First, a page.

Cookies on this website

We use cookies to ensure that we give you the best experience on our website. If you click 'Accept all cookies' we'll assume that you are happy to receive all cookies and you won't see this message again. If you click 'Reject all non-essential cookies' only necessary cookies providing core functionality such as security, network management, and accessibility will be enabled. Click 'Find out more' for information on how to change your cookie settings.

Short nucleic acids targeting biologically important RNAs and plasmids have been shown to be promising future therapeutics; however, their hydrophilic nature greatly limits their utility in clinics and therefore efficient delivery vectors are greatly needed. Cell-penetrating peptides (CPPs) are relatively short amphipathic and/or cationic peptides that are able to transport various biologically active molecules inside mammalian cells, both in vitro and in vivo, in a seemingly non-toxic fashion. Although CPPs have proved to be appealing drug delivery vehicles, their major limitation in nucleic acid delivery is that most of the internalized peptide-cargo is entrapped in endosomal compartments following endocytosis and the bioavailability is therefore severely reduced. Several groups are working towards overcoming this obstacle and this review highlights the evidence that by introducing chemical modification in CPPs, the bioavailability of delivered nucleic acids increases significantly.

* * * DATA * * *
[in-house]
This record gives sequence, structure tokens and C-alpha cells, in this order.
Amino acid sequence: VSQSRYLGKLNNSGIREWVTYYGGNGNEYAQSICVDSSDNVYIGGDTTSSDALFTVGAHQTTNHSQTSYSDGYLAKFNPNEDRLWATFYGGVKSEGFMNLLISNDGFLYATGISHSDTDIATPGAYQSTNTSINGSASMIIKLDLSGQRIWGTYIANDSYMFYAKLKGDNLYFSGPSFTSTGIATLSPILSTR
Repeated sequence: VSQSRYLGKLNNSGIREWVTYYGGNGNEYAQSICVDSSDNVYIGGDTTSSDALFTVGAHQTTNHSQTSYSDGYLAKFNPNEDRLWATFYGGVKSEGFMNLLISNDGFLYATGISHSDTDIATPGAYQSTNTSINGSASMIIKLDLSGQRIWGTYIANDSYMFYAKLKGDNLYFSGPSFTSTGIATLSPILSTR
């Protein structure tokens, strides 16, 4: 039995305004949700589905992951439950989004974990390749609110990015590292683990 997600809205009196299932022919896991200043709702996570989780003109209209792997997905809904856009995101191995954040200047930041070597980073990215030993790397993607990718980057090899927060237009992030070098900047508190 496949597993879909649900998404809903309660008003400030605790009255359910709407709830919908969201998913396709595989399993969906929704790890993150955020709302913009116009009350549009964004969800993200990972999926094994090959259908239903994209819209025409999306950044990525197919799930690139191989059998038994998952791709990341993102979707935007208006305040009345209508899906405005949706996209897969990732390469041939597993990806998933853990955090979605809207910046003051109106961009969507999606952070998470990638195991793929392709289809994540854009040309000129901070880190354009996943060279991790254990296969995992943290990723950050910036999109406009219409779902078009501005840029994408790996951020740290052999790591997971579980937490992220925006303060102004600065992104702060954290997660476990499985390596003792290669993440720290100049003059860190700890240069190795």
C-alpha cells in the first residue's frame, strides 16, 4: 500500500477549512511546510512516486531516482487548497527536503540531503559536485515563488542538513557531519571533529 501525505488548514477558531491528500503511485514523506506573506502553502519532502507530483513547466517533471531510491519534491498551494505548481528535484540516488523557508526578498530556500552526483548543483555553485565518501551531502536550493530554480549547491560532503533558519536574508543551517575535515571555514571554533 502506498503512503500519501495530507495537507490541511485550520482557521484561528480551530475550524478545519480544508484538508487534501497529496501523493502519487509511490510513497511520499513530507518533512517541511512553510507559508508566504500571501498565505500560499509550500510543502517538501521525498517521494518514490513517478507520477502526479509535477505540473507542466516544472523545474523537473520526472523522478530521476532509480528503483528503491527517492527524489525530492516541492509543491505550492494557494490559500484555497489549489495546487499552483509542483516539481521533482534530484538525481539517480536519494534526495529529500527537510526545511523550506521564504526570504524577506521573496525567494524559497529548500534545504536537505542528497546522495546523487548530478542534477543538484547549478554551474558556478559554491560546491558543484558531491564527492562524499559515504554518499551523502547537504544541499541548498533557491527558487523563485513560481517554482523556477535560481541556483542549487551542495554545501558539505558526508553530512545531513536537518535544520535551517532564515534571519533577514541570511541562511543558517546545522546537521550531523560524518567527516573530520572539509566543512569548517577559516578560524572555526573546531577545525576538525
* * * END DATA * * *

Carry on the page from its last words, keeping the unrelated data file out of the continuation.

Original publication




Journal article


Expert Opin Drug Deliv

Publication Date





1195 - 1205


Animals, Antisense Elements (Genetics), Biological Availability, Drug Carriers, Drug Delivery Systems, Endocytosis, Gene Transfer Techniques, Humans, Peptides, Surface-Active Agents